Lloyds Bank and Swedish fintech Enigio have completed the UK’s first digital promissory note transaction, in a pilot hailed as “significant” for the wider use of the product, including for trade finance purposes.
On August 17, Lloyds Bank conducted a pilot enabling the sale and purchase of land worth £48mn between several UK businesses, with the promissory note issued using Enigio’s digital trade finance documentation product, trace:original.
Lloyds Bank says the solution dramatically accelerated payment speed, with the pilot being initiated and finalised within 24 hours. In paper format, promissory notes can take over a week to be transferred between banks and notaries.
The transaction was completed under ITFA’s Digital Negotiable Instruments initiative, which was set up in 2019 to fully digitise bills of exchange and promissory notes, and which counts Lloyds Bank and Enigio as members.
Digital versions of negotiable instruments, such as promissory notes and bills of exchange, are still not valid under English law, although the UK government has recently adopted draft legislation which will give these and other electronic trade documents the same legal standing as their paper-based counterparts. It is hoped that the UK’s new Electronic Trade Documents Bill will be enacted by early 2023.
ITFA and the association’s legal partner Sullivan had previously worked on coming up with a temporary workaround to legislative barriers, creating digital equivalents of these instruments that operate under the current English Bills of Exchange Act.
Those efforts have now borne fruit, with Sullivan and Lloyds Bank partnering to create an original promissory note template that works within contract law and utilises dDOC specifications provided by ITFA.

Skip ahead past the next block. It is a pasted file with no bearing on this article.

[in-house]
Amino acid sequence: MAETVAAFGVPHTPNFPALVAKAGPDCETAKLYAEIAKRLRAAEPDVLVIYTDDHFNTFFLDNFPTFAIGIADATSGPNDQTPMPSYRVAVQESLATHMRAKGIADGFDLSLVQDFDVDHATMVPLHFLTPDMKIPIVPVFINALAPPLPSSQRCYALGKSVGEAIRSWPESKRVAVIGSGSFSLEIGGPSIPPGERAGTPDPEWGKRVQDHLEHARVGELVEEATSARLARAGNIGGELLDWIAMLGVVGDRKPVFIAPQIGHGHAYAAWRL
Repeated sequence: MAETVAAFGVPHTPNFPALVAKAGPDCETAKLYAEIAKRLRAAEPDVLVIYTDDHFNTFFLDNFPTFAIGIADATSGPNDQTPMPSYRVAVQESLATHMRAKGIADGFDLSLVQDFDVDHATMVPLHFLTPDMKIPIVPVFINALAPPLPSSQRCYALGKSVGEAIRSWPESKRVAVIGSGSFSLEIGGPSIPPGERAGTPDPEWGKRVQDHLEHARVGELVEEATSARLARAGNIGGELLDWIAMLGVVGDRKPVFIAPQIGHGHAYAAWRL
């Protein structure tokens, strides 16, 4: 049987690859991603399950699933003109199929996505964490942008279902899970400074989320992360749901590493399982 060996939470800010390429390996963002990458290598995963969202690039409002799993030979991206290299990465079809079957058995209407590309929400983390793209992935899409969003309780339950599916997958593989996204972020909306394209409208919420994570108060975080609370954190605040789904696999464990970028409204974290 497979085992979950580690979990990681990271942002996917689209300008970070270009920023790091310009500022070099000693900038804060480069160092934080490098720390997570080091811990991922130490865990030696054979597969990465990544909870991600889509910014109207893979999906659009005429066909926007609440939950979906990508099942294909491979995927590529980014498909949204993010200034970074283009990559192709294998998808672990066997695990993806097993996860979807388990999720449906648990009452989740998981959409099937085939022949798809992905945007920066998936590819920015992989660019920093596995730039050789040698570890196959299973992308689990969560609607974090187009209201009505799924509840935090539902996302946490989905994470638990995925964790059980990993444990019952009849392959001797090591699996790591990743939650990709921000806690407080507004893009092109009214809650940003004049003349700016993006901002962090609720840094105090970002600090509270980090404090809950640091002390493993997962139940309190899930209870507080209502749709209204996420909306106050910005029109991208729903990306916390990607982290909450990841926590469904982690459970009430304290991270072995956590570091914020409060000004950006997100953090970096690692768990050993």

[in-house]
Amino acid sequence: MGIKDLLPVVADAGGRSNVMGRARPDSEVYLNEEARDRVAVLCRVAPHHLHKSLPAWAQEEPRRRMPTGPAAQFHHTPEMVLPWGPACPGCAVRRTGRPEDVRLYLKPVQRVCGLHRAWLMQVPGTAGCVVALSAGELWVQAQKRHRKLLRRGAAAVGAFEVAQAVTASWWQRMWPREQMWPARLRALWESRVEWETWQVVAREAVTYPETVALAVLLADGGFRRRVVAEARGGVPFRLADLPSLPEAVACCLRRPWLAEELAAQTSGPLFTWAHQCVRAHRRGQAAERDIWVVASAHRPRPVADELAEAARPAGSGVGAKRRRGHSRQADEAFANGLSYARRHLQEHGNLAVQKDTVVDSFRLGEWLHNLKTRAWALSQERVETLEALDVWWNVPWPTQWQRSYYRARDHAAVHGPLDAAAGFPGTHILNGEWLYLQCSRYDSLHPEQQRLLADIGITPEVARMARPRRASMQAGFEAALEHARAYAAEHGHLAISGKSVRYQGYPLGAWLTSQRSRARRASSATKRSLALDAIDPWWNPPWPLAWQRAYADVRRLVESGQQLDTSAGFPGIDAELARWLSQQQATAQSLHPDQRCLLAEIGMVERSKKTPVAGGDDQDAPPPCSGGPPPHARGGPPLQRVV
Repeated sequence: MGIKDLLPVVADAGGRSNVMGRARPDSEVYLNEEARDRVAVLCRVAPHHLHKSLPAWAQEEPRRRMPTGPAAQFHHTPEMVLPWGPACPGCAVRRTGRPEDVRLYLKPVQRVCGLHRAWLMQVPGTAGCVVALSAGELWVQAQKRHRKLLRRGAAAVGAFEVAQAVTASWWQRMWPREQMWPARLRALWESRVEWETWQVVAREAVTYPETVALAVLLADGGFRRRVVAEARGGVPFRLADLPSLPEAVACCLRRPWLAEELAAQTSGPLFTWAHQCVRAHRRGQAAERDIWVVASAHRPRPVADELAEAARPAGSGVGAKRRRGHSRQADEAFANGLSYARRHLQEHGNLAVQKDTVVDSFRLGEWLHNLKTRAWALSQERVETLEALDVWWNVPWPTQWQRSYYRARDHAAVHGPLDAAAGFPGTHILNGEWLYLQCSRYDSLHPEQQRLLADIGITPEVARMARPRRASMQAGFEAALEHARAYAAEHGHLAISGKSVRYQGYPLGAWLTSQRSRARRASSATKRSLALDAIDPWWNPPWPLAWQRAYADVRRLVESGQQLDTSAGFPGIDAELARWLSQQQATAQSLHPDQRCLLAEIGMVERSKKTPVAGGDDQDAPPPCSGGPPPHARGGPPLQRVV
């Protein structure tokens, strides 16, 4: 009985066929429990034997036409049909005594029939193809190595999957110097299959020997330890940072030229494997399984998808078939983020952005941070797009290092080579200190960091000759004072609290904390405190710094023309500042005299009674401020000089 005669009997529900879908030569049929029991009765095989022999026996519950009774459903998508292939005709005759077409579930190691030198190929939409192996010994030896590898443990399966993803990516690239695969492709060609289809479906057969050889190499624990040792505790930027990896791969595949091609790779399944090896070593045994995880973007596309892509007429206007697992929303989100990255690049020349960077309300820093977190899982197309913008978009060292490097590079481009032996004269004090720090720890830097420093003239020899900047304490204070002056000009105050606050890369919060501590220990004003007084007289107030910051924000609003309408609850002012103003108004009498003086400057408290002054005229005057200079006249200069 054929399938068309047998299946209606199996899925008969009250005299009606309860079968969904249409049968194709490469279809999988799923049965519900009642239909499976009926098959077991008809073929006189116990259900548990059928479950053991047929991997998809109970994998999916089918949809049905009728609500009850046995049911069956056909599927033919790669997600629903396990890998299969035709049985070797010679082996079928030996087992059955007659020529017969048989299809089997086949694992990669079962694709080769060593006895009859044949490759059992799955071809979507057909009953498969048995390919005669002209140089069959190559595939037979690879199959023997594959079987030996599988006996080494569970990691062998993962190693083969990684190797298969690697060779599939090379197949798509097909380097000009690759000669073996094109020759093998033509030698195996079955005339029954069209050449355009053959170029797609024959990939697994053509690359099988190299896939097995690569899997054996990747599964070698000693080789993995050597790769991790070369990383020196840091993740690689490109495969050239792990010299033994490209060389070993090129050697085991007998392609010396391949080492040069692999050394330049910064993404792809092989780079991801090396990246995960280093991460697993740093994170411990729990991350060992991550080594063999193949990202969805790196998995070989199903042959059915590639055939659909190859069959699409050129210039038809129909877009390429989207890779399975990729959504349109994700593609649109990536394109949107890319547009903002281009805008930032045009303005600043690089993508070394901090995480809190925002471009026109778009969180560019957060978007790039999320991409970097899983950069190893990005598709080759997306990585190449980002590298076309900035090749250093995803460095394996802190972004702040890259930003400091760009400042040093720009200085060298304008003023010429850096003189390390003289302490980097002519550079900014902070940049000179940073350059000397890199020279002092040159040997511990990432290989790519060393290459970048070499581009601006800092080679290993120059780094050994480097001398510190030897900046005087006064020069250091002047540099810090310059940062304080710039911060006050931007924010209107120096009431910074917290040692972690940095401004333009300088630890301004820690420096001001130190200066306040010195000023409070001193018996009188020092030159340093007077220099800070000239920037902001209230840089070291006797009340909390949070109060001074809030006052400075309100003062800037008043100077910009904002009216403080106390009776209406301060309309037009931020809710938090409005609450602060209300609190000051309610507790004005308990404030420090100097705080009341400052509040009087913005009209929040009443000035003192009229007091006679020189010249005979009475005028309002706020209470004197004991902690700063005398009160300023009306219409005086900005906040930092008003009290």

“The development of this, the first digital equivalent promissory note issued in this way, will be closely watched by the market as a whole,” says Geoffrey Wynne, partner and head of the trade and export finance group at Sullivan.
“It has the potential to be a real game changer in terms of the speed of creation and transfer of the payment obligation that it offers,” he adds.
While the pilot highlights that digital promissory notes can be issued on a contractual basis, there is an acceptance that widespread adoption of these debt instruments can only take place once legislative hurdles are removed.
Legislative change is also underway in other countries with the adoption of UNCITRAL’s Model Law on Electronic Transferable Records (MLETR).
The model law has already been implemented in a number of jurisdictions, including Singapore, Bahrain and Abu Dhabi Global Market. Singapore completed a MLETR-enabled pilot transaction with Abu Dhabi in late 2021.
The Lloyds Bank transaction shows that anyone can digitise negotiable instruments “without having to wait for any particular law to come into force”, an Enigio spokesperson tells GTR.
“These laws are, however, extremely important and useful and will have a huge impact on the use of electronic trade documents going forward as [they will no longer] need to rely on any contractual arrangements.”
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